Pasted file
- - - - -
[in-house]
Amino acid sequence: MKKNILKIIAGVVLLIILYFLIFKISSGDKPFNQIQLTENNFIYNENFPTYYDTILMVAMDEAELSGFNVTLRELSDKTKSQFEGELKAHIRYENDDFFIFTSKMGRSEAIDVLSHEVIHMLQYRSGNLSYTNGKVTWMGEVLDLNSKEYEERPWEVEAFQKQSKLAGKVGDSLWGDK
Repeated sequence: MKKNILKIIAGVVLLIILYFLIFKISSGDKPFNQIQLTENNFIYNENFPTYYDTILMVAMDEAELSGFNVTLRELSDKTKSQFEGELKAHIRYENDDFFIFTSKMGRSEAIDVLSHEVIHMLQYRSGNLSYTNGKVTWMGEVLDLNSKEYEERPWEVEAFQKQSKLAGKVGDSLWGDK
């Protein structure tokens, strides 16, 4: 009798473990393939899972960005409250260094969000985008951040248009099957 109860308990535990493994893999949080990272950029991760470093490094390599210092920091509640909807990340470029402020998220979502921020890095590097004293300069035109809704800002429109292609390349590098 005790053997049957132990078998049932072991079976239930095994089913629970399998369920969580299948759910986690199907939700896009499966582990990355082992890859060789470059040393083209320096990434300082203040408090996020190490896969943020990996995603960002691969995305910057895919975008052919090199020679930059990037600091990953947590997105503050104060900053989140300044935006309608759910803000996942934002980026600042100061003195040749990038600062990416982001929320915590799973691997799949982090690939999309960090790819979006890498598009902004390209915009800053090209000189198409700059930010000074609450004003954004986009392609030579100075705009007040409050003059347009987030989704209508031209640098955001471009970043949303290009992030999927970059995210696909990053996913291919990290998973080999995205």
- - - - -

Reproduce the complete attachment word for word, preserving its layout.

[in-house]
Amino acid sequence: MKKNILKIIAGVVLLIILYFLIFKISSGDKPFNQIQLTENNFIYNENFPTYYDTILMVAMDEAELSGFNVTLRELSDKTKSQFEGELKAHIRYENDDFFIFTSKMGRSEAIDVLSHEVIHMLQYRSGNLSYTNGKVTWMGEVLDLNSKEYEERPWEVEAFQKQSKLAGKVGDSLWGDK
Repeated sequence: MKKNILKIIAGVVLLIILYFLIFKISSGDKPFNQIQLTENNFIYNENFPTYYDTILMVAMDEAELSGFNVTLRELSDKTKSQFEGELKAHIRYENDDFFIFTSKMGRSEAIDVLSHEVIHMLQYRSGNLSYTNGKVTWMGEVLDLNSKEYEERPWEVEAFQKQSKLAGKVGDSLWGDK
């Protein structure tokens, strides 16, 4: 009798473990393939899972960005409250260094969000985008951040248009099957 109860308990535990493994893999949080990272950029991760470093490094390599210092920091509640909807990340470029402020998220979502921020890095590097004293300069035109809704800002429109292609390349590098 005790053997049957132990078998049932072991079976239930095994089913629970399998369920969580299948759910986690199907939700896009499966582990990355082992890859060789470059040393083209320096990434300082203040408090996020190490896969943020990996995603960002691969995305910057895919975008052919090199020679930059990037600091990953947590997105503050104060900053989140300044935006309608759910803000996942934002980026600042100061003195040749990038600062990416982001929320915590799973691997799949982090690939999309960090790819979006890498598009902004390209915009800053090209000189198409700059930010000074609450004003954004986009392609030579100075705009007040409050003059347009987030989704209508031209640098955001471009970043949303290009992030999927970059995210696909990053996913291919990290998973080999995205």